World first: Monash team grows nerve cells
By MARY-ANNE TOY
Tuesday 4 April 2000
Australian scientists have become the first
in the world to grow human nerve cells from
embryonic stem cells - opening the way for
new treatments for degenerative diseases
such as Alzheimer's, Parkinson's and stroke.
The breakthrough was made by Professor
Alan Trounson and Dr Martin Pera of the
Monash Institute of Reproduction and
Development at Monash University, with
colleagues from Israel and Singapore.
The human nerve cells created by the Monash group could
also be used for the repair of damaged nerve tissue and brings
the possibility of growing new tissue and even organs for
Embryonic (ES) stem cells are cells derived from the early
embryo, which have the potential to become any cell in the
body. Until now, scientists have been unable to work out how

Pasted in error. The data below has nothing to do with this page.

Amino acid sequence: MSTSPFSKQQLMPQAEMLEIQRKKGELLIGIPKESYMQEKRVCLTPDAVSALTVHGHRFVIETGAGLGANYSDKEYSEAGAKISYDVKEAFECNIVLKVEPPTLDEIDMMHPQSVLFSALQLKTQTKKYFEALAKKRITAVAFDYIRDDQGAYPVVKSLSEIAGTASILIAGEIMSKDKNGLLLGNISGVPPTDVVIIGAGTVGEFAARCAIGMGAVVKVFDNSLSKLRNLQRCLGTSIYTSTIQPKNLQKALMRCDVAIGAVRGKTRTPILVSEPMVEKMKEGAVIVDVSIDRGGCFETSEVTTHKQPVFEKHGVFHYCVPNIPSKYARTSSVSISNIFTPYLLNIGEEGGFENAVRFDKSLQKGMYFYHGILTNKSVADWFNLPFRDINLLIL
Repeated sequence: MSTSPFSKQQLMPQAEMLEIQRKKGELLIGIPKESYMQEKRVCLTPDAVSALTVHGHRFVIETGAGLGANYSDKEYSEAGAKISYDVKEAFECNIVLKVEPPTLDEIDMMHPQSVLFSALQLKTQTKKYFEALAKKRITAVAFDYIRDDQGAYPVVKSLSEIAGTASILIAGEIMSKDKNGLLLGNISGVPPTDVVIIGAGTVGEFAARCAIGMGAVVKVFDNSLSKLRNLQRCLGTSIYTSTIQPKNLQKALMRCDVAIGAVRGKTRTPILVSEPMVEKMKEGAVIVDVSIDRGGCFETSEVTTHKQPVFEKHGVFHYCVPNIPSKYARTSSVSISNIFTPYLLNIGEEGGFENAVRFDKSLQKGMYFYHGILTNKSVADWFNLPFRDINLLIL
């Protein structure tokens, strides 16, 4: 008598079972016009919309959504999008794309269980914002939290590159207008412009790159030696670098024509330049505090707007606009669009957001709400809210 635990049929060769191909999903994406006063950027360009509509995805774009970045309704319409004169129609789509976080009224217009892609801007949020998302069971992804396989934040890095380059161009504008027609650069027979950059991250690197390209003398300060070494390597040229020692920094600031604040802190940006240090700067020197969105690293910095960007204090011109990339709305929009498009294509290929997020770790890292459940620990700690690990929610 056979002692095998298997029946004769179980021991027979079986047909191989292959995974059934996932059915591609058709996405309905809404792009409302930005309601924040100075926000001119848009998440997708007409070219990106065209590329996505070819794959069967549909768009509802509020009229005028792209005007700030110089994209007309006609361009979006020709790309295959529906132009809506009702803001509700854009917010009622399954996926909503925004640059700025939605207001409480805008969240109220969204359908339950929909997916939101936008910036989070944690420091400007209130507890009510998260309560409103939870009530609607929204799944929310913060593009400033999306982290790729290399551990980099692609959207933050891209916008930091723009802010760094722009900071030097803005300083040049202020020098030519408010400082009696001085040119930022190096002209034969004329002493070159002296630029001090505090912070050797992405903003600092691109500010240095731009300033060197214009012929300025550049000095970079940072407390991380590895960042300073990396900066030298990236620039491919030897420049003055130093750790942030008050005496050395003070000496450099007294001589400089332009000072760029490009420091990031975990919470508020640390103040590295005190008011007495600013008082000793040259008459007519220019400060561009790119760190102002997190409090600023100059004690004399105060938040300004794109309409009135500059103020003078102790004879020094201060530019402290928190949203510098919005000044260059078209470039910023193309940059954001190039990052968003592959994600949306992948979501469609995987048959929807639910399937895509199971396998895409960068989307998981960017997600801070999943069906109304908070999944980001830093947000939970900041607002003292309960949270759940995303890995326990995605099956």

to control the stem cells and direct them to grow into specific
The Monash group are the first to show it is possible to get
human embryonic stem cells to turn into specific types of body
cells in the laboratory in a controllable way.
"We've been able to get them to form pure nerve cells out of
the embryonic stem cell line - no one has done that before,"
Professor Trounson said.
"And if these nerve cells produce dopamine they could be used
to treat Parkinson's disease, for example, or in any nerve
tissue repair where there has been an injury.
"The implications are just massive. If we can do this then the
next thing may be to grow blood cells to treat blood diseases or
The breakthrough is the cover story of the international
journal Nature Biotechnology this week. [etc]
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